I attended a funeral a few nights back. Volunteer managers do a lot of that. We find time to be involved in a lot of family functions, births, deaths, graduations, citizenship ceremonies, and birthdays.
I had to drive a good distance to this one. Nothing new, right? It was in the evening. Big deal. Didn’t know anyone there but the bereaved former volunteer. Check. It was important to go. Of course. I didn’t know the person that died. As usual. Was it one more event to wonder whether I had the time to devote? Yes. And when I pulled into the church’s dirt parking lot, did I wish I had changed my shoes? Naturally.
As I got out of my car, I fished for my phone which had fallen between the seats. I didn’t see that large truck speeding down the row of parked vehicles. I stood up and closed the door just as that truck kicked up so much dirt and gravel that it literally blanketed me with a gritty cloud of dust. I shook myself like a dog in water and headed for the church, dignity intact.
Nigel volunteered with us over ten years ago. He had come here from England after the death of his first wife, a young woman whom he had tenderly cared for after eight years of marriage. His life as he knew it had been shattered. He happened to meet another lovely young woman on a holiday in the states and started coming to visit her. They would also take cruises together, or book tours in exotic places just to spend the time with one another. He could come over for short periods of time to be with her, but he could not come here permanently, unless they married.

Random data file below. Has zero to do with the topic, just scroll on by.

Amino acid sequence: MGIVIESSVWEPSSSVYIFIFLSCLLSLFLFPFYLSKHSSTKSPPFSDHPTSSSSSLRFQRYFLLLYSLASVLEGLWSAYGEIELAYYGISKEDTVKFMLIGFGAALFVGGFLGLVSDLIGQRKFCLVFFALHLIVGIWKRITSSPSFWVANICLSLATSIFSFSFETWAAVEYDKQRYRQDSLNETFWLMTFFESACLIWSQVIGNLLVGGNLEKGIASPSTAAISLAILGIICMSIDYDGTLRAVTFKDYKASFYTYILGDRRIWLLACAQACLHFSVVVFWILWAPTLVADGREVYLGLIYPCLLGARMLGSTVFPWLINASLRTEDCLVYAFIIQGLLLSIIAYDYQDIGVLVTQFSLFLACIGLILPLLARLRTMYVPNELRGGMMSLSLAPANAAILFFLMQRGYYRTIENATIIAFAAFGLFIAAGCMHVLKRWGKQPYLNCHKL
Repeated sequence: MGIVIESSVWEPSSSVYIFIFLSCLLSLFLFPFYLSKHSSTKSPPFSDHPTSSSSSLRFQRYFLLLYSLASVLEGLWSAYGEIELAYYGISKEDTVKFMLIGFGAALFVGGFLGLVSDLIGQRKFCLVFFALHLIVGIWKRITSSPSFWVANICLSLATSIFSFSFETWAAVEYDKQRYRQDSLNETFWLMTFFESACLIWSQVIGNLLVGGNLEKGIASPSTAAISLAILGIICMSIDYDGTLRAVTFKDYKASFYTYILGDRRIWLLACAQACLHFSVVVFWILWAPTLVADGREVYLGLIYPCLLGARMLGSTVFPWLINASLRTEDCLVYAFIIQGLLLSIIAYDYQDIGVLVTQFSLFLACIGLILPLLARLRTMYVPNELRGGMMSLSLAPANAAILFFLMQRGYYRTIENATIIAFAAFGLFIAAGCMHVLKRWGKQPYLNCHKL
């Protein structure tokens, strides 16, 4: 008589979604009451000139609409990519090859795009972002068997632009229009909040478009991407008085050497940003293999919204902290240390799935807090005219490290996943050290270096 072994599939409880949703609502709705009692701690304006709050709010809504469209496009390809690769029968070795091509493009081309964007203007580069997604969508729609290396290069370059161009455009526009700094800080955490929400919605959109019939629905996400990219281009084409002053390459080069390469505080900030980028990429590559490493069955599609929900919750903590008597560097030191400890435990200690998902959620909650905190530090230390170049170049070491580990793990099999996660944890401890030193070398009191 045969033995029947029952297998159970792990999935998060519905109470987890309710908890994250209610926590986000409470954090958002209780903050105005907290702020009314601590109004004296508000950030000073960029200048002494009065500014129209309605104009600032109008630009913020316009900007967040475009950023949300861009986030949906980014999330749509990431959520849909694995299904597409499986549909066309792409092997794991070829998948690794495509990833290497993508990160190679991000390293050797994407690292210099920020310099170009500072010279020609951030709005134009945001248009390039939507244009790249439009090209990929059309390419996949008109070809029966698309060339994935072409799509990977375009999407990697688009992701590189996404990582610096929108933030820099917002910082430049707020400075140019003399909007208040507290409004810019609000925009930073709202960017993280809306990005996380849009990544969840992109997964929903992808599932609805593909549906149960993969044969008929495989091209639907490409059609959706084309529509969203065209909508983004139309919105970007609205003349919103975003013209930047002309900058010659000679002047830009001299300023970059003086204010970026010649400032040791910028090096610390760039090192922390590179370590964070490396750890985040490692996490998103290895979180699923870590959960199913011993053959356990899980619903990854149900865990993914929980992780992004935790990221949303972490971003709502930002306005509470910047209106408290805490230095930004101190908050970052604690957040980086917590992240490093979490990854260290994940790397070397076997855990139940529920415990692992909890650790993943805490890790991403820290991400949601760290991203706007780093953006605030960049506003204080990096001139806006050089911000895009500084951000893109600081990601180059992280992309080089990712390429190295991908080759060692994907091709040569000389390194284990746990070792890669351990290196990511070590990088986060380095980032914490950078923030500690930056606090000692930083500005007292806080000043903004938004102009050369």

While on his first real stay here in the states, he decided to volunteer at hospice while his American girlfriend worked. That’s how I came to know him. Ten years ago, he was a man rejuvenated, a man alive again and he became an absolute favorite of the staff. After his six months here he had to go back. We kept in touch via email. Some years ago, he indicated that the American woman he loved, Kari, had some medical issues. A couple of years ago, he told me that it was cancer. Last year he told me that treatments were increasing. Two months ago, he told me that it was terminal and that he finally received a visa after all these years. He came here to this country to care for his love while she died.
I listened to him in the church as he stood before a crowd of people who loved Kari. I listened to him speak of her as his love and how she rescued him from the darkest time in his life. I listened to him as he told of how she touched everyone with her smile and wit and love of travel. Not once did he mention the hardships they faced. Not once did he refer to all he did. Not once did he say that twice he spent years of his life in the hardest role there is; caring for someone you love as they die. Not once did he complain except for the void that now existed.
For my part, my heart broke as I listened to him tell of how he and Kari were finally married just a month before she died.
Will I complain again when faced with having to do the right thing? Yes, I will. There is only so much time and there are so many volunteers to attend to. Will I always be reminded that the right thing is the hard path for most everyone? No, sometimes that message is clouded. But as the dust settles, my imprint on the world is there. And most of the time, despite all the irritable complaining, I have to get a bit dusty to make an imprint at all.